How Much Driving Will Recharge Drained Battery?

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batteries

#1

Doy!!! I left my lights on for 4 days and completely drained my '98 Volvo S70 battery. After a nice church van stopped to give me a jump, I drove about 40 minutes and stopped the car. I needed a jump to get it started! I thought batteries charged quicker?


#2

Head lights on for four days

I suspect that the battery is gone. That would kill most batteries and damage most of the rest.

Don’t try to drive it any more, as you may be damaging your charging system trying to charge the dead battery.

Time for a new battery, or at least buy a plug in battery charger and follow the instructions on the charger, but I doubt if it will do any good.


#3

If your battery were still good it would take but a few minutes to charge enough for an immediate restart, and maybe 20 minutes or less for a full recharge. It appears your current battery is now worthless. Replace.


#4

wow. I didn’t know you could kill a battery by draining it. Darn! So, is that something I could do myself on the street if I buy a new battery?


#5

Yes, just be sure to disconnect the NEGATATIVE terminal of the battery first. If you have the wrench on the positive terminal and touch any metal part of your car, you might weld the wrench to that part. At the least, it could be very exciting!


#6

Yup, I trashed a fairly new battery a few weeks ago. I was traveling and my alternator failed, by the time I had the alternator replaced I had drained and recharged the battery several times. It seemed OK for a couple of days with the new alternator, then it completely died.


#7

A battery in good condition will survive a few total discharges. Your battery was likely on its last legs before the incident.

Yes, replacing a battery is a simple procedure by the owner. Bring the old one with you when you are ready to buy. You typically get some sort of core charge discount and they will also take care of the disposal problem for you.


#8

Well, it could be a fried battery. or it could be that the nice church van disconnected the jumper cables too soon, so there wasn’t enough charge in the battery to supply the field coil of the alternator, so the alternator output was too low to charge the battery and supply the cars requirement too.

If it is the battery, better get a new one soon. A bad battery draws excess current and that can burn up the alternator.


#9

Make sure that all your warning bells and things are working. Some people hear them and just walk away without checking.


#10

That’s nowhere near long enough to recharge a stone dead battery. Yes, it is detrimental to completely discharge your battery. In fact, it’s not good to go even below 75% of full charge for any length of time. However, unless your battery was on its last legs, it may be recharged and give you many years of good service. You need to trickle charge the battery to replace the energy lost. It will likely charge at 8-10 amps for at least 24 hours.

40 minutes is 0.66 hours. A typical alternator may put out 100 amps for example. Much of that can be consumed by the vehicle, especially if you run fans as an example while the battery is trying to recharge. So you’re not getting the full charge capability of the alternator while driving. Let’s say your getting 60 amps to the battery. 60 amps * 0.66 hour is only 40 amps!! Not nearly enough to work the starter motor which can draw hundreds of amps for short periods needed to crank the engine.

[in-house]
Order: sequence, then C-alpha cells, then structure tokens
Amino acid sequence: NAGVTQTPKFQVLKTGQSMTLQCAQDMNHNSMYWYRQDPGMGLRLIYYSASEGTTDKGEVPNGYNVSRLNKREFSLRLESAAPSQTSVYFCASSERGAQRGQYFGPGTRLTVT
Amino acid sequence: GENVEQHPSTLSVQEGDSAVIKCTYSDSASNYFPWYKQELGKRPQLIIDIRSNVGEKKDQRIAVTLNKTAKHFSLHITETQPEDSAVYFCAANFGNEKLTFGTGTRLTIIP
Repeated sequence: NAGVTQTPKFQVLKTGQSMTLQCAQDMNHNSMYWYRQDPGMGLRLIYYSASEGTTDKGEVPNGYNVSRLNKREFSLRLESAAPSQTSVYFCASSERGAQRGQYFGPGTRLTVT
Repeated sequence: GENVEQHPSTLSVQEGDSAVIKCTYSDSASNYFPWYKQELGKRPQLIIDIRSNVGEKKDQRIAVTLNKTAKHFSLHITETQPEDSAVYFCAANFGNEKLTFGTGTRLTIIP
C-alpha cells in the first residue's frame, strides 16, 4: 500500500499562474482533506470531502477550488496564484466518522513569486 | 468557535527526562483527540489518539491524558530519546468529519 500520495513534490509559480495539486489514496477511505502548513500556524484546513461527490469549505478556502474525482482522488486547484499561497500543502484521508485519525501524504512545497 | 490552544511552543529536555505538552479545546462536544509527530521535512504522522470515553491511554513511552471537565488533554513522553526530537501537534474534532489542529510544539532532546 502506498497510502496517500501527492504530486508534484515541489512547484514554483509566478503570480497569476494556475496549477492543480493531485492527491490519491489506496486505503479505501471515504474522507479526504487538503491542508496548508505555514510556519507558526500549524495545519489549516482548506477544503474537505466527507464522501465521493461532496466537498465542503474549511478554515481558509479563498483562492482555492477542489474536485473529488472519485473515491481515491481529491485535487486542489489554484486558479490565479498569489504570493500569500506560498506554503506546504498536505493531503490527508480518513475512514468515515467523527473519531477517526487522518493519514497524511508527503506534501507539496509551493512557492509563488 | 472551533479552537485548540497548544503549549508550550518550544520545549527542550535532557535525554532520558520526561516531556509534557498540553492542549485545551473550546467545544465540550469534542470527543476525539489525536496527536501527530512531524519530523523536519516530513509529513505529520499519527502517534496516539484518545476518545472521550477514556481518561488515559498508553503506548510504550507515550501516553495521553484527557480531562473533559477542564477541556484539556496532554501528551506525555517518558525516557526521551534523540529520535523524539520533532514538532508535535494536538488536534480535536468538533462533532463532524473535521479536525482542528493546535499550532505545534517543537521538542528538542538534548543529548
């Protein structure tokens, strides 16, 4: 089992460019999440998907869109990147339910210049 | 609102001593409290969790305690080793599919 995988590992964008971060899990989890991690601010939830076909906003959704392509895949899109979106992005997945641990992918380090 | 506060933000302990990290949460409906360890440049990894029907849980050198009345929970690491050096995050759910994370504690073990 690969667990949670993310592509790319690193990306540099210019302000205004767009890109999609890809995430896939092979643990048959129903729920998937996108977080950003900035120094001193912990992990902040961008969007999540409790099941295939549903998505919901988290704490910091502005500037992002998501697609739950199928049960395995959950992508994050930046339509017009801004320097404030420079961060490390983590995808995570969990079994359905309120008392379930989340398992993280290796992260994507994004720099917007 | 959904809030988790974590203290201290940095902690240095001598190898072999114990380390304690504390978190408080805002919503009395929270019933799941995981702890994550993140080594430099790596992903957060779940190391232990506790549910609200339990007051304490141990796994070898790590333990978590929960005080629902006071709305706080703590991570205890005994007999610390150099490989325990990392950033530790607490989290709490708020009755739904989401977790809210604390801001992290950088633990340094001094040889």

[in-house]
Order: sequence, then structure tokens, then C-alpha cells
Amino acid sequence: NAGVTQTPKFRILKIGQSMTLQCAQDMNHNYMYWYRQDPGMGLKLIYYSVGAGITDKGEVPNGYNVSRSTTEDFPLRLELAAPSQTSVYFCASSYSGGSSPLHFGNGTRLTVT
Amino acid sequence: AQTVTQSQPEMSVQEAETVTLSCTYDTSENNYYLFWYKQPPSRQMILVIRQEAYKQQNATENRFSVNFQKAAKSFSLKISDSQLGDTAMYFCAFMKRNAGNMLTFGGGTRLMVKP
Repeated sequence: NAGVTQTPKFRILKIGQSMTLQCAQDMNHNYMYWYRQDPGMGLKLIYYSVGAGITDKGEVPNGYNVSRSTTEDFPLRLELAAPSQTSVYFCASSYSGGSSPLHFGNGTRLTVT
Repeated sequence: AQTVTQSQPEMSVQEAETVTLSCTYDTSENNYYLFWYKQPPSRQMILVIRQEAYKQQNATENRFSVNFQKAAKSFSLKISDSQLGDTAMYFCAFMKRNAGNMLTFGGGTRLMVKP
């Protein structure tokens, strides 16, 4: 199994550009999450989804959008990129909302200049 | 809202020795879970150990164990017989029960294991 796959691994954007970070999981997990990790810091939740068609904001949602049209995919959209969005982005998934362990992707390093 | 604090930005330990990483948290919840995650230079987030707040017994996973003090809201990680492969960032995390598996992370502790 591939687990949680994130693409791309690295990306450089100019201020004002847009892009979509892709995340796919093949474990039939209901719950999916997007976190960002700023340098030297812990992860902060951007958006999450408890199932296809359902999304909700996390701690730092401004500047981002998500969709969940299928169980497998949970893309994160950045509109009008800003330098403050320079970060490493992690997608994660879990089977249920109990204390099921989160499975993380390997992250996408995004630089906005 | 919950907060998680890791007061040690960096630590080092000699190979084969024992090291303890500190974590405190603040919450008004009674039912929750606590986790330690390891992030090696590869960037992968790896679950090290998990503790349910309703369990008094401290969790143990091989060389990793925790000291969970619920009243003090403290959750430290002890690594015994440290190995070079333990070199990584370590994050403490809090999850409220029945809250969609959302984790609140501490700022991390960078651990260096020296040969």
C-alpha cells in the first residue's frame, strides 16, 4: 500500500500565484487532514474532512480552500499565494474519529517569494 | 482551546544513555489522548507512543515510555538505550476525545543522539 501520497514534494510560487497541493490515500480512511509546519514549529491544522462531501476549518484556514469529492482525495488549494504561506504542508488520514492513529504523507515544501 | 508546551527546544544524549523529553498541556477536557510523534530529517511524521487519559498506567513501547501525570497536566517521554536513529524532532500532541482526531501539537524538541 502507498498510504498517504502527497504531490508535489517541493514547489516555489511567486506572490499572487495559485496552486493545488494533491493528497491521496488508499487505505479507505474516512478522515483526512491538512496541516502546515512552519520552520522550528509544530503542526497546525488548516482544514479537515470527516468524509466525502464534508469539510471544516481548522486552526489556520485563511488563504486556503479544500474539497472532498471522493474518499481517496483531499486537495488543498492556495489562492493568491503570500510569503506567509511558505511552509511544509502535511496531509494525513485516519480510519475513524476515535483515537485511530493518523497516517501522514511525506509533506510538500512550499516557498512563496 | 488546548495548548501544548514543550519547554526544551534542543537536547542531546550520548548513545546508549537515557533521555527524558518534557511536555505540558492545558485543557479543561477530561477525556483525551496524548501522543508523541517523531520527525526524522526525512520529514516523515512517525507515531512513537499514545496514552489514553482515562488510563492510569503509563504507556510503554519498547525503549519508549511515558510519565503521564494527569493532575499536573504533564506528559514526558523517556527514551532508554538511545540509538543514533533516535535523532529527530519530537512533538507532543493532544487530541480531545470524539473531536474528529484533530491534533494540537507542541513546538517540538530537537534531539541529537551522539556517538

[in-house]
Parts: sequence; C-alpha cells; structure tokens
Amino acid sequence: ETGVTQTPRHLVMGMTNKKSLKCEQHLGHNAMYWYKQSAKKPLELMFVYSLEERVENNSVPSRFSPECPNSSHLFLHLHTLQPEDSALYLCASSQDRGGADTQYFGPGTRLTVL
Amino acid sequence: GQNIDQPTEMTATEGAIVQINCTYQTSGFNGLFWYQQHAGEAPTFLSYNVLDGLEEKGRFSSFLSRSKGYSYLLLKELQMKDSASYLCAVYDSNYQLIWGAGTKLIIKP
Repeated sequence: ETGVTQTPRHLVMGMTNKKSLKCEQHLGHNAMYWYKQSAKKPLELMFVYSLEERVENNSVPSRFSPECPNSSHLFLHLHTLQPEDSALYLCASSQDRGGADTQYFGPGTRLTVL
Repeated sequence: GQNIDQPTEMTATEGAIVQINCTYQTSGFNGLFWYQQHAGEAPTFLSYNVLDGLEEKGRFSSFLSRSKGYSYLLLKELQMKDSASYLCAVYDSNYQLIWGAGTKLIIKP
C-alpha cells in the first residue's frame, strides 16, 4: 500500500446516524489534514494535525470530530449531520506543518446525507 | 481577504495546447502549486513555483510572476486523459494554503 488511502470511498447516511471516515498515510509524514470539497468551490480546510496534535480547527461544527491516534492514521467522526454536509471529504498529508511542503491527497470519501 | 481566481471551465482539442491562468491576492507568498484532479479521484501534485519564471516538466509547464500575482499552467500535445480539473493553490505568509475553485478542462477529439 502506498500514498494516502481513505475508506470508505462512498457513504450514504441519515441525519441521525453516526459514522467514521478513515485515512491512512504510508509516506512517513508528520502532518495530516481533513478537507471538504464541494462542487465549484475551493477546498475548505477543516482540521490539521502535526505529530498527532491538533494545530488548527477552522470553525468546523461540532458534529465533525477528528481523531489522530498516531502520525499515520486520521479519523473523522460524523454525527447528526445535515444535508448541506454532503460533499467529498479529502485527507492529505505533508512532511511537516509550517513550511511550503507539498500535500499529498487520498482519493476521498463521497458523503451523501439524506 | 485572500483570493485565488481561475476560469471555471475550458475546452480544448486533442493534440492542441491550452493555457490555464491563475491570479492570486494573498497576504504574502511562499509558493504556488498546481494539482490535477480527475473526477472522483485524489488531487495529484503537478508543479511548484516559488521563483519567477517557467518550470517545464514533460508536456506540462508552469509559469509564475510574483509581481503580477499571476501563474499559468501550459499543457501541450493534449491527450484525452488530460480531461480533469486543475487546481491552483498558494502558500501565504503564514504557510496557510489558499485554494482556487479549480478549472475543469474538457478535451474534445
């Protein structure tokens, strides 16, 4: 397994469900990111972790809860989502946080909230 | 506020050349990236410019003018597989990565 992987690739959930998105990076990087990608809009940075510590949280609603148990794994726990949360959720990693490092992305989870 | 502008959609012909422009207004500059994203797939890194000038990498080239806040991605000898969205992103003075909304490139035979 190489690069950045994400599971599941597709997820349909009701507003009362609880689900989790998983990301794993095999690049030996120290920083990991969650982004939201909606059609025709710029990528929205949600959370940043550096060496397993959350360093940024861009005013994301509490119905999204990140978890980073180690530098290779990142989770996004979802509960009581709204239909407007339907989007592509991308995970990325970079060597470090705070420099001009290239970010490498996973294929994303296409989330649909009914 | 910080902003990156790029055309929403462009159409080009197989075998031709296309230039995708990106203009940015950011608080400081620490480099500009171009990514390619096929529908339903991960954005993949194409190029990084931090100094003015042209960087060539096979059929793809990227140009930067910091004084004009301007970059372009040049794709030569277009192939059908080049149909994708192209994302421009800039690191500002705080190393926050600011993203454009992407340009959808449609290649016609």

#11

Oops, that should read “only 40 AmpHours”!


#12

Huh?! A battery with 40 amp-hrs of charge will easily start a car that is otherwise ready and willing to go. Less! Anyone with even a decrepit 10-amp battery charger will tell you it doesn’t take all day just to get that one crucial start.

I’ve taken a stone-dead battery up to starting power in about 30 minutes. We all have. What’s that? – 5 amp-hrs? You can insist it’s not supposed to work, it can’t possibly work. OK, you can wait your 24 hours; that won’t bother me a bit.


#13

Follow-up…

I had the battery tested last night and it was “good” but not charged. They offered to charge it, but since I have 12 hours to drive this weekend, I didn’t want to take any chances. So I bought a new battery for $90 and had them install it ($7.99). Plus I got these really nice wiper blades.

Maybe I should have had them charge it up instead?


#14

Maybe I should have had them charge it up instead?

Naw, if you don’t trust the battery and your going on a trip, just replace it. Batteries are cheap and getting stuck away from home is a hassle.


#15

I never said it would take all day to get it to start. That’s your interpretation of my post. It will take all day to get it FULLY charged, which is what should be done to a discharged battery. Not give it a minimal charge and take off fat, dumb and happy.


#16

I think you made a wise decision. If the “good” battery decided to give it up during the trip, that could take out your alternator as well. Alternators ain’t cheap.

I usually buy the cheapest battery that I can find. I don’t know why, but I’ve had much better luck with the cheap ones than the expensive ones.


#17

I’ve done the same thing. My battery was fairly new though and I stuck a brand new battery charger on it and it came back to life quite nicely. This was after trying to charge it with the automobiles charging system which couldn’t quite get the job done. Admittedly I have an old volkswagen with a generator/ voltage regulator setup, so the crummy 30 plus amp generator might have been part of my problem.


#18

Actually, it is better to recharge slowly, especially when the battery is really drained. Dumping too much current into the battery too fast can warp the plates and lead to other problems.